this pure virtual method has to be implemented in the derived class, to set relevant information when called. For strategy options +-1 and +-2 the input idProcess value specifies which process that should be generated, while idProcess is irrelevant for strategies +-3 and +-4. The mRecalculate input alllows an optional recalculation of the mass from the four-momentum, see LesHouches::mRecalculate below. The method should return false if it fails to set the info, i.e. normally that the supply of events in a file is exhausted. If so, no event is generated, and Pythia::next() returns false. You can then interrogate Info::atEndOfFile() to confirm that indeed the failure is caused in this method, and decide to break out of the event generation loop.

Inside a normal setEvent(...) call, information can be set by the following methods:

void LHAup::setProcess( int idProcess, double weight, double scale, double alphaQED, double alphaQCD)  
tells which kind of process occurred, with what weight, at what scale, and which alpha_EM and alpha_strong were used (cf. IDPRUP, XWTGUP, SCALUP, AQEDUP, AQCDUP). This method also resets the size of the particle list, and adds the empty zeroth line, so it has to be called before the addParticle method below.

void LHAup::addParticle( int id, int status, int mother1, int mother2, int colourTag1, int colourTag2, double p_x, double p_y, double p_z, double e, double m, double tau, double spin, double scale)  
gives the properties of the next particle handed in (cf. IDUP, ISTUP, MOTHUP(1,..), MOTHUP(2,..), ICOLUP(1,..), ICOLUP(2,..), PUP(J,..), VTIMUP, SPINUP; while scale is a new optional property, see further below) .

Information is handed back by the following methods:

int LHAup::idProcess()  
process number.

double LHAup::weight()  
Note that the weight stored in Info::weight() as a rule is not the same as the above weight(): the method here gives the value before unweighting while the one in info gives the one after unweighting and thus normally is 1 or -1. Only with strategy options +-3 and +-4 would the value in info be the same as here, except for a conversion from pb to mb for +-4.

double LHAup::scale()  
double LHAup::alphaQED()  
double LHAup::alphaQCD()  
scale and couplings at that scale.

int LHAup::sizePart()  
the size of the particle array, which is one larger than the number of particles in the event, since the zeroth entry is kept empty (see above).

int LHAup::id(int i)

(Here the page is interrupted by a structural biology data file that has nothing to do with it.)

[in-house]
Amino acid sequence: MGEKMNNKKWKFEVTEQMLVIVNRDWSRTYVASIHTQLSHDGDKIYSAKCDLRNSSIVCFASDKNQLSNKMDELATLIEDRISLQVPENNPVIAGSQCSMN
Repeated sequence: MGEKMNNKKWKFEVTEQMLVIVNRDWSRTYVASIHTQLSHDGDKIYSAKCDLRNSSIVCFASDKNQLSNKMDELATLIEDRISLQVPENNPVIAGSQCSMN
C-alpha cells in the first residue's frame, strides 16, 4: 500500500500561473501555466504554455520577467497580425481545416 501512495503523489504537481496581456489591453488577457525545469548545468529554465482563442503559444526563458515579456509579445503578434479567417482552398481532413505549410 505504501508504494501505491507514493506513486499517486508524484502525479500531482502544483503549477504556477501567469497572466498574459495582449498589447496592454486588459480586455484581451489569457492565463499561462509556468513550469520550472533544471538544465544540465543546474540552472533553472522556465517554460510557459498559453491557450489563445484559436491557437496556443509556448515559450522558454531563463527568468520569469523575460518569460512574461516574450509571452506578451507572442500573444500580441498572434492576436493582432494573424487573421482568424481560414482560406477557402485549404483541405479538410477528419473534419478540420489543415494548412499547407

int LHAup::status(int i)  
int LHAup::mother1(int i)  
int LHAup::mother2(int i)  
int LHAup::col1(int i)  
int LHAup::col2(int i)  
double LHAup::px(int i)  
double LHAup::py(int i)  
double LHAup::pz(int i)  
double LHAup::e(int i)  
double LHAup::m(int i)  
double LHAup::tau(int i)  
double LHAup::spin(int i)  
double LHAup::scale(int i)  
for particle i in the range 0 <= i < sizePart(). (But again note that i = 0 is an empty line, so the true range begins at 1.)

From the information in the event record it is possible to set the flavour and x values of the initiators

void LHAup::setIdX(int id1, int id2, double x1, double x2)  

This information is returned by the methods

int LHAup::id1()  
int LHAup::id2()  
double LHAup::x1()  
double LHAup::x2()  

In the LHEF description [Alw06] an extension to include information on the parton densities of the colliding partons is suggested. This optional further information can be set by

void LHAup::setPdf( int id1pdf, int id2pdf, double x1pdf, double x2pdf, double scalePDF, double pdf1, double pdf2, bool pdfIsSet)  
which gives the flavours , the x and the Q scale (in GeV) at which the parton densities x*f_i(x, Q) have been evaluated. The last argument is normally true.

This information is returned by the methods

bool LHAup::pdfIsSet()  
int LHAup::id1pdf()  
int LHAup::id2pdf()  
double LHAup::x1pdf()  
double LHAup::x2pdf()  
double LHAup::scalePDF()  
double LHAup::pdf1()  
double LHAup::pdf2()  
where the first one tells whether this optional information has been set for the current event. (setPdf(...) must be called after the setProcess(...) call of the event for this to work.) Note that the flavour and x values usually but not always agree with those obtained by the same methods without pdf in their names, see explanation in the Event Information description.

As a further, currently completely non-standard feature, it is also possible to read in the separate scale values of all final particles. Currently such information should appear as a line begun by a single hashtag character (#) and then sequentially the scale value of all particles with status 1. Such scale values could be used e.g. to restrict the maximum scale for shower evolutions for each parton separately. This information is returned by the method double LHAup::scale(int i). When no such information has been read from the LHEF, the scale defaults to -1.

void LHAup::listEvent(ostream& os = cout)  
prints the above information for the current event. In cases where the LHAup object is not available to the user, the Pythia::LHAeventList(ostream& os = cout) method can be used, which is a wrapper for the above.

virtual bool LHAup::skipEvent(int nSkip)  
skip ahead nSkip events in the Les Houches generation sequence, without doing anything further with them. Mainly intended for debug purposes, e.g. when an event at a known location in a Les Houches Event File is causing problems. Will return false if operation fails, specifically if the end of an LHEF has been reached. The implementation in the base class simply executes setEvent() the requested number of times. The derived LHAupLHEF class (see below) only uses the setNewEventLHEF(...) part of its setEvent() method, and other derived classes could choose other shortcuts.